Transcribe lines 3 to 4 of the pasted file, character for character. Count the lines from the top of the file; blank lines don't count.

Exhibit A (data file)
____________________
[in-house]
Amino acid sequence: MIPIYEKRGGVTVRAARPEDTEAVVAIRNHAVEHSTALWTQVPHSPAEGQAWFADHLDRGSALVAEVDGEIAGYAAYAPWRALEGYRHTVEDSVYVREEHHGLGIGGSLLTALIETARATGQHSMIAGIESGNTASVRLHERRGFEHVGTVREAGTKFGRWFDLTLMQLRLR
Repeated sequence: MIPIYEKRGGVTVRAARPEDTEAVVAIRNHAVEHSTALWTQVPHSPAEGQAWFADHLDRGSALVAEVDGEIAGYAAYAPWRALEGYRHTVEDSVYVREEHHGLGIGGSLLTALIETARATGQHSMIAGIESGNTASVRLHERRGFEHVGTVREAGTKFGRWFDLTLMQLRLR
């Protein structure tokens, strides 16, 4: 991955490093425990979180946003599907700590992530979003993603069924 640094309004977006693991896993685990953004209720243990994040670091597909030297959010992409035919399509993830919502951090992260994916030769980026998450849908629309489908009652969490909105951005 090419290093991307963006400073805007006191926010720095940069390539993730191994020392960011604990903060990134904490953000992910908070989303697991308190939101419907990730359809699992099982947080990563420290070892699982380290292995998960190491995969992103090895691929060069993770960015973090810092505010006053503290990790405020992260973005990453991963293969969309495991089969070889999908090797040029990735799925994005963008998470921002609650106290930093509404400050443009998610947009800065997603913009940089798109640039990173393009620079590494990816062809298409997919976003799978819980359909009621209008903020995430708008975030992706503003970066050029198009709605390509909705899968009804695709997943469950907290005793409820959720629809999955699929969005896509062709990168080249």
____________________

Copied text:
Repeated sequence: MIPIYEKRGGVTVRAARPEDTEAVVAIRNHAVEHSTALWTQVPHSPAEGQAWFADHLDRGSALVAEVDGEIAGYAAYAPWRALEGYRHTVEDSVYVREEHHGLGIGGSLLTALIETARATGQHSMIAGIESGNTASVRLHERRGFEHVGTVREAGTKFGRWFDLTLMQLRLR
């Protein structure tokens, strides 16, 4: 991955490093425990979180946003599907700590992530979003993603069924 640094309004977006693991896993685990953004209720243990994040670091597909030297959010992409035919399509993830919502951090992260994916030769980026998450849908629309489908009652969490909105951005 090419290093991307963006400073805007006191926010720095940069390539993730191994020392960011604990903060990134904490953000992910908070989303697991308190939101419907990730359809699992099982947080990563420290070892699982380290292995998960190491995969992103090895691929060069993770960015973090810092505010006053503290990790405020992260973005990453991963293969969309495991089969070889999908090797040029990735799925994005963008998470921002609650106290930093509404400050443009998610947009800065997603913009940089798109640039990173393009620079590494990816062809298409997919976003799978819980359909009621209008903020995430708008975030992706503003970066050029198009709605390509909705899968009804695709997943469950907290005793409820959720629809999955699929969005896509062709990168080249």